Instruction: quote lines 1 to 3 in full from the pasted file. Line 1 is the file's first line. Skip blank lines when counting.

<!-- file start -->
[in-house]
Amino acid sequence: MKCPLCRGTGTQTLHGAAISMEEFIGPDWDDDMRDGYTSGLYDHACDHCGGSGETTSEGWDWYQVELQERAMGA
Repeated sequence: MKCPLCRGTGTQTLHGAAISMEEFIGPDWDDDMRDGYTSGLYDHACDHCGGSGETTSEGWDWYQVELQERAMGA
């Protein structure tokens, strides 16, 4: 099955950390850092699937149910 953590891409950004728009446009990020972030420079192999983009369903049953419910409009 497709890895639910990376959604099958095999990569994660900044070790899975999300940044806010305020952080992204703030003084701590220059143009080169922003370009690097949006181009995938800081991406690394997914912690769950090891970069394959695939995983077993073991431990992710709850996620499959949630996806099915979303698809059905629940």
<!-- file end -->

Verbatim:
[in-house]
Amino acid sequence: MKCPLCRGTGTQTLHGAAISMEEFIGPDWDDDMRDGYTSGLYDHACDHCGGSGETTSEGWDWYQVELQERAMGA
Repeated sequence: MKCPLCRGTGTQTLHGAAISMEEFIGPDWDDDMRDGYTSGLYDHACDHCGGSGETTSEGWDWYQVELQERAMGA